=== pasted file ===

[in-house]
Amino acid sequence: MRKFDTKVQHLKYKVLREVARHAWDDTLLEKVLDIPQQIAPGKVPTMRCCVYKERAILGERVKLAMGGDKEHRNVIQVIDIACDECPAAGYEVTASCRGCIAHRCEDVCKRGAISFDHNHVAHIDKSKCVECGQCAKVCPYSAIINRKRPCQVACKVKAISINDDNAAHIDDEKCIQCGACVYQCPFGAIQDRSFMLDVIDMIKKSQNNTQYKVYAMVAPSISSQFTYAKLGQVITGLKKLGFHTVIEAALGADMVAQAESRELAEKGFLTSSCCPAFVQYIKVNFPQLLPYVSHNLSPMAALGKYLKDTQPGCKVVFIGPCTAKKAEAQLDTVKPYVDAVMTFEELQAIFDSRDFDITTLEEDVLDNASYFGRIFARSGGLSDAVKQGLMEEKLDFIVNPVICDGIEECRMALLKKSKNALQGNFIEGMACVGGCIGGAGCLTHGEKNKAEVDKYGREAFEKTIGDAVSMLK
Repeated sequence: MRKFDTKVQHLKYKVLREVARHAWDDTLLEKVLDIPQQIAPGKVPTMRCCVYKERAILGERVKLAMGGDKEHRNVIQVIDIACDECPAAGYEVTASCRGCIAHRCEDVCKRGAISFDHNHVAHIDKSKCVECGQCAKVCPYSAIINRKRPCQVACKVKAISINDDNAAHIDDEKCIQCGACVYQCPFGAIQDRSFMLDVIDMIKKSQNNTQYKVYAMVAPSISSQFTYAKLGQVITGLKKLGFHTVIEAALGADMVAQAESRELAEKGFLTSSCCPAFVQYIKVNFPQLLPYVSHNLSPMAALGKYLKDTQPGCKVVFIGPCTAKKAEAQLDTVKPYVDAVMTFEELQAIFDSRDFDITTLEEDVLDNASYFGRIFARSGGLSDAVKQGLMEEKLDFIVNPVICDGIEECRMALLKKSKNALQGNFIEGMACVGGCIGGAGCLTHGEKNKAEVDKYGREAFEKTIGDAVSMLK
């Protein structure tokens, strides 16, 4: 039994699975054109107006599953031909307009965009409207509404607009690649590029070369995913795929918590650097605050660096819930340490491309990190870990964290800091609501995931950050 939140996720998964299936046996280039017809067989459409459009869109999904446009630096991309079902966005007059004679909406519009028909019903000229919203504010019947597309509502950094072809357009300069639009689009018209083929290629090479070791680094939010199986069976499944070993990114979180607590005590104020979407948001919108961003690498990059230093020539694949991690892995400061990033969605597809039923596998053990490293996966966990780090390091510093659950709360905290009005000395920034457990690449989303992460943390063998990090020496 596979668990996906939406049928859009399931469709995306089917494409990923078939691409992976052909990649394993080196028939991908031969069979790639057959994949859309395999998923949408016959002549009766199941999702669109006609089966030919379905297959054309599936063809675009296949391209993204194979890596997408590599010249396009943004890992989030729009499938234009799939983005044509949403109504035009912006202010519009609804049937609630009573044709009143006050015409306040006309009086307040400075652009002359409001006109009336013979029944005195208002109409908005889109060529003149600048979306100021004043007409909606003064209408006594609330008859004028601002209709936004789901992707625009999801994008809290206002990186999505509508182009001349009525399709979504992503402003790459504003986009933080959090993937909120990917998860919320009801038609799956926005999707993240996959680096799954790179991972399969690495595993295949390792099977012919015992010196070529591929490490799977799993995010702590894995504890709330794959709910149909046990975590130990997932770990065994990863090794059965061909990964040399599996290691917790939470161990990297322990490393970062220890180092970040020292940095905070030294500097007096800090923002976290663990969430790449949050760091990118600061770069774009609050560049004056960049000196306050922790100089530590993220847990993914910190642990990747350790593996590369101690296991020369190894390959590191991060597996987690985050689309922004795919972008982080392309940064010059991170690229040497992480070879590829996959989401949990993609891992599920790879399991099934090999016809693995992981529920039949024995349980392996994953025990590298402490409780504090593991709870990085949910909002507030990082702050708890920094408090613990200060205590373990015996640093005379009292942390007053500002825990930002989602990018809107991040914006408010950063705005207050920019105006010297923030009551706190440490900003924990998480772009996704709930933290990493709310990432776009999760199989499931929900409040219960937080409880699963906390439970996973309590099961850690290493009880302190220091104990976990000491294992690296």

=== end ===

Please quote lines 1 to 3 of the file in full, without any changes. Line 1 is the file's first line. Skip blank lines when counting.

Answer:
[in-house]
Amino acid sequence: MRKFDTKVQHLKYKVLREVARHAWDDTLLEKVLDIPQQIAPGKVPTMRCCVYKERAILGERVKLAMGGDKEHRNVIQVIDIACDECPAAGYEVTASCRGCIAHRCEDVCKRGAISFDHNHVAHIDKSKCVECGQCAKVCPYSAIINRKRPCQVACKVKAISINDDNAAHIDDEKCIQCGACVYQCPFGAIQDRSFMLDVIDMIKKSQNNTQYKVYAMVAPSISSQFTYAKLGQVITGLKKLGFHTVIEAALGADMVAQAESRELAEKGFLTSSCCPAFVQYIKVNFPQLLPYVSHNLSPMAALGKYLKDTQPGCKVVFIGPCTAKKAEAQLDTVKPYVDAVMTFEELQAIFDSRDFDITTLEEDVLDNASYFGRIFARSGGLSDAVKQGLMEEKLDFIVNPVICDGIEECRMALLKKSKNALQGNFIEGMACVGGCIGGAGCLTHGEKNKAEVDKYGREAFEKTIGDAVSMLK
Repeated sequence: MRKFDTKVQHLKYKVLREVARHAWDDTLLEKVLDIPQQIAPGKVPTMRCCVYKERAILGERVKLAMGGDKEHRNVIQVIDIACDECPAAGYEVTASCRGCIAHRCEDVCKRGAISFDHNHVAHIDKSKCVECGQCAKVCPYSAIINRKRPCQVACKVKAISINDDNAAHIDDEKCIQCGACVYQCPFGAIQDRSFMLDVIDMIKKSQNNTQYKVYAMVAPSISSQFTYAKLGQVITGLKKLGFHTVIEAALGADMVAQAESRELAEKGFLTSSCCPAFVQYIKVNFPQLLPYVSHNLSPMAALGKYLKDTQPGCKVVFIGPCTAKKAEAQLDTVKPYVDAVMTFEELQAIFDSRDFDITTLEEDVLDNASYFGRIFARSGGLSDAVKQGLMEEKLDFIVNPVICDGIEECRMALLKKSKNALQGNFIEGMACVGGCIGGAGCLTHGEKNKAEVDKYGREAFEKTIGDAVSMLK